Mangosteen

I remember back in high school, a really good friend of mine would always talk about mangosteen and how much she loved them. She came from India, so she must’ve been exposed to a crazy number of fruits being surrounded by so many countries in Asia. I thought mangosteen was something like a mix between a mango and some other fruit. Silly me.

Mangosteen is actually a fruit with a hard, dark purple exterior with frail, brittle leaves (after they dry out) and a soft inside. It’s nothing at all like a mango.

To get into the ivory coloured “meat”, you have to score around the hard, outer skin and peel it off. Inside, you get this soft textured, slightly sweet fruit with a bit of tartness. There aren’t any crunchy seeds inside of it and it’s a bit fibery, similar to the texture of a persimmon.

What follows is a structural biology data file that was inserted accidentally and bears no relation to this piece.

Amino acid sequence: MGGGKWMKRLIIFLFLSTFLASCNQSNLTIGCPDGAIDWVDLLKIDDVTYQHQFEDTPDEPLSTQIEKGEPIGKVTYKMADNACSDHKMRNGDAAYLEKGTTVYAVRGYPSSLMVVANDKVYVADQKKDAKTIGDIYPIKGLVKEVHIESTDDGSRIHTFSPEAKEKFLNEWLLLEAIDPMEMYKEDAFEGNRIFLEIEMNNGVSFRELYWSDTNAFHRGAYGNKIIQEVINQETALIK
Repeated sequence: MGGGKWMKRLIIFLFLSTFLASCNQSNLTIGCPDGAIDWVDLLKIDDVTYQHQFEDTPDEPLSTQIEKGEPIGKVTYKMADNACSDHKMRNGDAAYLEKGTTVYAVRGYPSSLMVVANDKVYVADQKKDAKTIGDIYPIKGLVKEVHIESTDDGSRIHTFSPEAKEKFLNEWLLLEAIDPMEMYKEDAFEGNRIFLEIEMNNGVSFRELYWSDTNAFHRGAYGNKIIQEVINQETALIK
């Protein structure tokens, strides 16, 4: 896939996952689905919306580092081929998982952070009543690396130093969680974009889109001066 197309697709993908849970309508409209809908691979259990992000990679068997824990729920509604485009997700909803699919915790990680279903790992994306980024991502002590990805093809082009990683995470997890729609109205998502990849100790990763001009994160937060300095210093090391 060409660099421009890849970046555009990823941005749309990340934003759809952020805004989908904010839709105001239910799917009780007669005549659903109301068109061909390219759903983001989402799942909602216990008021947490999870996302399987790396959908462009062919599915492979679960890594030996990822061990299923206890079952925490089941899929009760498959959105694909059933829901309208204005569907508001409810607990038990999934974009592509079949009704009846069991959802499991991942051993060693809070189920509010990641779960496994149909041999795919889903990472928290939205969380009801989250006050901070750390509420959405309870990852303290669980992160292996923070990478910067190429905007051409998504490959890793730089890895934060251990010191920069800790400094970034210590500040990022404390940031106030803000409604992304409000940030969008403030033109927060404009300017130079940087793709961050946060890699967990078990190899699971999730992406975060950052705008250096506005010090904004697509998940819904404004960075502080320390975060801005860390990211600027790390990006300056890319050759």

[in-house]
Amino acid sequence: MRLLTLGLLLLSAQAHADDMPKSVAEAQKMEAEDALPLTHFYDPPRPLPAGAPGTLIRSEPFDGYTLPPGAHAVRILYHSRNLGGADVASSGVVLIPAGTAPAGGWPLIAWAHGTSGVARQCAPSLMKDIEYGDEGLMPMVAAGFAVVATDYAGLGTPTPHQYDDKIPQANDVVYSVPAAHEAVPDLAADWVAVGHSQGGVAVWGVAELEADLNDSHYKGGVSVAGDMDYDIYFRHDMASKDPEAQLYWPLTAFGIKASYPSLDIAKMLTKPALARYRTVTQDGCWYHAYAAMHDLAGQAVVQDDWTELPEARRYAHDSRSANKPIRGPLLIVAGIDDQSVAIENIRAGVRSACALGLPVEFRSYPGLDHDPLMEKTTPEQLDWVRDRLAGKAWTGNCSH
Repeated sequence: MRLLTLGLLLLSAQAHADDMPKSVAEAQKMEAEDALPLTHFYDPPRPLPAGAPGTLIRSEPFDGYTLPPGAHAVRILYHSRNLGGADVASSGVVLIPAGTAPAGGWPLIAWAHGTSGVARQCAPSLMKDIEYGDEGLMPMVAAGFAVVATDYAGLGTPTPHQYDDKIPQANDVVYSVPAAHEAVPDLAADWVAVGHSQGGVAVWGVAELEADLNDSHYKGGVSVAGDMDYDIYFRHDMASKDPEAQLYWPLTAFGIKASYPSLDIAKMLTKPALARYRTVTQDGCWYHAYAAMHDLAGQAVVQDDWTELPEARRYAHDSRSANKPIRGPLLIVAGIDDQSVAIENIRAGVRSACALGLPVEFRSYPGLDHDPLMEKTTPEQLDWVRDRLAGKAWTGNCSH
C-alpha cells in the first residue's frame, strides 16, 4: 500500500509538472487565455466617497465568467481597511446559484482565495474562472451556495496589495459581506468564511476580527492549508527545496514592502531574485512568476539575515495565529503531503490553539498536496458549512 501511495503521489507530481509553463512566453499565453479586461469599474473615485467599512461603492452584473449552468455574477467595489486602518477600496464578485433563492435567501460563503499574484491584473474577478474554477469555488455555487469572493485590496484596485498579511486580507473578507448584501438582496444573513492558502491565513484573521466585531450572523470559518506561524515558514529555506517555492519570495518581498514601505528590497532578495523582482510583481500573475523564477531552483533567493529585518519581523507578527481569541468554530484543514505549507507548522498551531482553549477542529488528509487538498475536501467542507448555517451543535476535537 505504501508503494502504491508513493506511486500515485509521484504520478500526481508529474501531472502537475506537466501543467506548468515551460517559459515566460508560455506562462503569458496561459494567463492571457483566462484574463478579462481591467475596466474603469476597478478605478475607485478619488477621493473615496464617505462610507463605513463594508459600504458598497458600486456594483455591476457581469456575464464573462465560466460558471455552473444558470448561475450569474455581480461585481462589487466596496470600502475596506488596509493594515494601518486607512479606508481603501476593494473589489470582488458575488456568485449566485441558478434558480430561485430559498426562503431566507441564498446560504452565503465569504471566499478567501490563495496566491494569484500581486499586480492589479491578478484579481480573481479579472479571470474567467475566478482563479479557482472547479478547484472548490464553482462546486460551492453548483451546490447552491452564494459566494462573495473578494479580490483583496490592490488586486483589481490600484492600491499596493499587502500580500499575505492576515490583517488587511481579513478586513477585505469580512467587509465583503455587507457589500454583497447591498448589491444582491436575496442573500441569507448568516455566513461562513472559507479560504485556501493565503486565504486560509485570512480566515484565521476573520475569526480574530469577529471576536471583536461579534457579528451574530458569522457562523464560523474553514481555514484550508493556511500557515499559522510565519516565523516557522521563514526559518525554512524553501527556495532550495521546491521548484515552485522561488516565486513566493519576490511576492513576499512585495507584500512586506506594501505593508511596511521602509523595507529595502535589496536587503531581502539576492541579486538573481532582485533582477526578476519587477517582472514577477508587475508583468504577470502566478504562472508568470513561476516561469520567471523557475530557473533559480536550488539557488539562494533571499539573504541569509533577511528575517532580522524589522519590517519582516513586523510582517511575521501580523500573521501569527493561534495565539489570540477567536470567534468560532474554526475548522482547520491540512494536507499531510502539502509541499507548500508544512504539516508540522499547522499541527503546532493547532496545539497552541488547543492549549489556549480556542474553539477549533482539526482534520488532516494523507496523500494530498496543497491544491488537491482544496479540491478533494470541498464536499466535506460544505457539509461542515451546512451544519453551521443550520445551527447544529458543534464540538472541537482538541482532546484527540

It is a fruit that is native to Malaysia, Indonesia and other areas of Asia. Apparently these little fruits are difficult to breed because the rate of growth is extremely slow and the plant is super finicky about weather (it needs a hot, wet climate with fertile, well-drained soil and shade). That would explain why it took so many years to come to Canada and why it’s got a hefty price tag attached to it!

 

I have personally only eaten the fresh, raw fruit but mangosteen can also be made into preserves too. I can only imagine how good that would be, seeing as this cute little fruit is delicious!

Source | The Oxford Companion to Food by Alan Davidson

 

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